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Fuses/Connections "Warm To The Touch"

sw-uk

New Member
Hi,

Is it normal for fuses and connectors to get warm "just warm never hot" when their in operation and current is flowing even with clean and solid connection with solid continuity.

I've found on higher fused circuits like on a car, the blower fan on my vehicle fused for 30amp and when its been on full, you'll find the fuse legs are slightly warm never hot though, no signs of burning or melting. It's the same with my 12v car vaccume cleaner, it draws 6.5amps, after use the tip of the cigarette plug is fairly hot but never any sign of melting or burning etc. The plug on is it 16amp rated.
 

Lightium

Member
As low a resistance they have they still resist electron flow and radiate heat.



Heating of a mass:
V I t n = c m (delta t)
V=volts
I=current
t=time
n=efficiency
c=specific heat
m=mass
delta t=differance in temp
 

Pommie

Well-Known Member
Most Helpful Member
Yes, it's normal. In the UK they placed fuses in 13A plugs. If you use something like an electric heater, the live pin of the plug gets so hot that the colour of the plastic surround goes brown (yellow?).

Like this,
plug.jpg

The fuse is connected to the end of the burnt leg.

Mike.
 

Diver300

Well-Known Member
Most Helpful Member
A fuse will always get warm if run near it's rating. The rest depends on the quality of the connector.

There shouldn't be any burning on a 13 A plug like Pommie showed, so I would have said that was a faulty one, but of course the same plug would have been fine on most loads. UK plugs will usually take 13 A / 3 kW continually without burning, but the plug will be warm as the fuse will heat up.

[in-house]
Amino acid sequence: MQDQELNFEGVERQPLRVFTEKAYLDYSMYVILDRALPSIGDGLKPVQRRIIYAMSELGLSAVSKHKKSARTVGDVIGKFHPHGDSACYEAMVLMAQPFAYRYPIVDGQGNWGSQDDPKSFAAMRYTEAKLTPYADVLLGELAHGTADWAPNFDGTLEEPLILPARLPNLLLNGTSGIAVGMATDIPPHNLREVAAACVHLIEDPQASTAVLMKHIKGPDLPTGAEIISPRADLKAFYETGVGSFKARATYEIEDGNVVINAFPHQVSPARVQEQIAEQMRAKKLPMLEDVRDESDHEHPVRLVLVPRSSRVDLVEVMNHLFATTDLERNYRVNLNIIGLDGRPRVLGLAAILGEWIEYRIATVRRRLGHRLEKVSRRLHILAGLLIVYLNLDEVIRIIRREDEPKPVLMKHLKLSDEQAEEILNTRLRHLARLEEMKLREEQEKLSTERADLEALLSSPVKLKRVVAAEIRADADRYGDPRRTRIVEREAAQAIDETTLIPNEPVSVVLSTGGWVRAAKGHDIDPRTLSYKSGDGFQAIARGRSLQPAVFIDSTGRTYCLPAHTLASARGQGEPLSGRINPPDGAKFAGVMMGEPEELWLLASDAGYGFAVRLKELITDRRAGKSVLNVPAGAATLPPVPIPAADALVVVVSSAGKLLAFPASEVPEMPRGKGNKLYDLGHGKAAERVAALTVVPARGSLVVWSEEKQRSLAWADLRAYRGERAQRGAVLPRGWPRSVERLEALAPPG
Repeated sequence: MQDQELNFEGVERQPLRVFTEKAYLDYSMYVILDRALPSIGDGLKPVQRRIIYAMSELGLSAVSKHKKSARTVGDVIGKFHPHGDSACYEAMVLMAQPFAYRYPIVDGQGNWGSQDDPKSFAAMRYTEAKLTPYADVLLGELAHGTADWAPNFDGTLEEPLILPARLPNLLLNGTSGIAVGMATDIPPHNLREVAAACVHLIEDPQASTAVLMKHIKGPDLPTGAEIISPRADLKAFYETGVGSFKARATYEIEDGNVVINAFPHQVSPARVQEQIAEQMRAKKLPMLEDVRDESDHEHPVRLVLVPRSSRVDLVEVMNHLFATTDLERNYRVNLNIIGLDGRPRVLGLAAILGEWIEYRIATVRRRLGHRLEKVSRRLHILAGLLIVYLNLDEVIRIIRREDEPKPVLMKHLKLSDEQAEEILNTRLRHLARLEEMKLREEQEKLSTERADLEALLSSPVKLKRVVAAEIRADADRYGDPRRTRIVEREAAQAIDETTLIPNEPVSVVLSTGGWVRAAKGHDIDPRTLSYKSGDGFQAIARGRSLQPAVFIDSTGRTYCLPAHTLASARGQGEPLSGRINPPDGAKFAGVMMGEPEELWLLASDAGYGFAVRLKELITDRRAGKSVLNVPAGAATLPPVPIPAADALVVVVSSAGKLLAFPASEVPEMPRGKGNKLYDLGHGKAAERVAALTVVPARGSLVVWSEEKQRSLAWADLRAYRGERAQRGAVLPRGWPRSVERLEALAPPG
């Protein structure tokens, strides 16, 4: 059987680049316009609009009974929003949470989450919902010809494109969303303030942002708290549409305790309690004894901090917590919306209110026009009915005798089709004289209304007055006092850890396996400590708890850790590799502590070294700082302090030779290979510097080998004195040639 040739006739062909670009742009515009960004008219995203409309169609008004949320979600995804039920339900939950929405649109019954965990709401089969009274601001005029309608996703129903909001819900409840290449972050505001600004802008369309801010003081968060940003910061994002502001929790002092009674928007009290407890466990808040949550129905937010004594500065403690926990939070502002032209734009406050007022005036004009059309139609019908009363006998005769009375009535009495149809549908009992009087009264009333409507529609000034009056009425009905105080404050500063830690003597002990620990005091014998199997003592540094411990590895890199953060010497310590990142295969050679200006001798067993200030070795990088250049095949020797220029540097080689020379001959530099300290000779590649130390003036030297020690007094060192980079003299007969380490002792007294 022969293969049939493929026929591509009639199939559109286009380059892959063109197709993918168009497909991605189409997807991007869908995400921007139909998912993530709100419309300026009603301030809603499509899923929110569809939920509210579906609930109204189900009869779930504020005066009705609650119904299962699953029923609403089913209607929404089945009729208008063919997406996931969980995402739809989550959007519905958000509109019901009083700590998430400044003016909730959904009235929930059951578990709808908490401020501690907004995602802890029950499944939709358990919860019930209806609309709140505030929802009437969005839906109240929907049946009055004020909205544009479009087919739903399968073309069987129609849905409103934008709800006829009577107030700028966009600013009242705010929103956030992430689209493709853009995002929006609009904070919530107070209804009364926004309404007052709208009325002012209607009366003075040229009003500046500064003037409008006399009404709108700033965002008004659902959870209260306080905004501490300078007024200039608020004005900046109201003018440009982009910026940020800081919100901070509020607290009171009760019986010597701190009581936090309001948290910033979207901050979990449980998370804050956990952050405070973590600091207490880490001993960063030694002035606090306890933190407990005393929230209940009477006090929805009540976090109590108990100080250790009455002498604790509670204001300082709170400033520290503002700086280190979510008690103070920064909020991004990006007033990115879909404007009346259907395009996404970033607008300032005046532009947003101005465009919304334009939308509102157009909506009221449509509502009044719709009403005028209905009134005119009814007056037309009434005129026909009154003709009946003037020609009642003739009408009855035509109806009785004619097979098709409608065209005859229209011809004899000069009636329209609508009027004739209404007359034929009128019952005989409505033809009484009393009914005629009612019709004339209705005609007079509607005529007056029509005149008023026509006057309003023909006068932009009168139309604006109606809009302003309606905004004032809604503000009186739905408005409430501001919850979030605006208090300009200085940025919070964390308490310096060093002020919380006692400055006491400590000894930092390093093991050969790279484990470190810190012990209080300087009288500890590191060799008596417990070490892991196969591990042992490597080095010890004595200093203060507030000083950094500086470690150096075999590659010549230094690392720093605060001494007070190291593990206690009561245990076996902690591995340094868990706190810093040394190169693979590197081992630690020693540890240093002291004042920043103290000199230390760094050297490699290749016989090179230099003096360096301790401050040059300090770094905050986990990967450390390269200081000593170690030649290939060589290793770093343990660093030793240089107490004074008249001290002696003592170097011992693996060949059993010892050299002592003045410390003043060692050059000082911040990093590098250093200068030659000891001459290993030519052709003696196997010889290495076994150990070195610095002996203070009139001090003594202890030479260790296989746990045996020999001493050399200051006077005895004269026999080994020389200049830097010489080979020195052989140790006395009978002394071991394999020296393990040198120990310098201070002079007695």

Car cigar lighter connectors are often poorly designed and will overheat at their rated current. They often have fuses in the them that may generate some heat as well. As the cigar lighter is designed to pop out when hot, the plugs can't have a sliding contact on the middle pin, so there is just a push contact and that's more difficult to get a good connection with.

The plug-in chargers for electric cars usually have temperature sensors in the wall plug so that they can shut off or cut down the charging current if the plug gets hot, as that can be caused by a worn socket.
 

Pommie

Well-Known Member
Most Helpful Member
There shouldn't be any burning on a 13 A plug like Pommie showed, so I would have said that was a faulty one, but of course the same plug would have been fine on most loads. UK plugs will usually take 13 A / 3 kW continually without burning, but the plug will be warm as the fuse will heat up.
Not lived in the UK for 20 years but remember well the brown ring on the live pin of the 13A plugs. Check your kettle lead/plug as they run close to 13A.

Maybe they just got better at making them. I'd guess the're all moulded on plugs now with better production facilities. In my day (hate that saying) they were all screwed together like in the above picture.

Mike.
 

Nigel Goodwin

Super Moderator
Most Helpful Member
Not lived in the UK for 20 years but remember well the brown ring on the live pin of the 13A plugs. Check your kettle lead/plug as they run close to 13A.

Maybe they just got better at making them. I'd guess the're all moulded on plugs now with better production facilities. In my day (hate that saying) they were all screwed together like in the above picture.

Mike.
13A plugs shouldn't (and don't) do that - if they do the plug was badly fitted, or the fuse 'clamps' were loose, making a poor contact on the fuse. Or, the socket it plugged in to had loose contacts, and the heat transferred up the pin.

If a plug ever goes like that, replace it - if it's because the fuse 'clamps' were loose the metal of the clamp will have been 'de-tempered', and even if you squeeze it to make it tight again it will tend to loosen off and overheat again.

We used to take work experience kids from school where I used to work - one of the things I always did was try to teach them to fit a 13A plug - with them only there for a week it was unusual to find one able to do it satisfactorily.

As for heaters, you really need a decent quality plug - the MK ones were usually the best.
 

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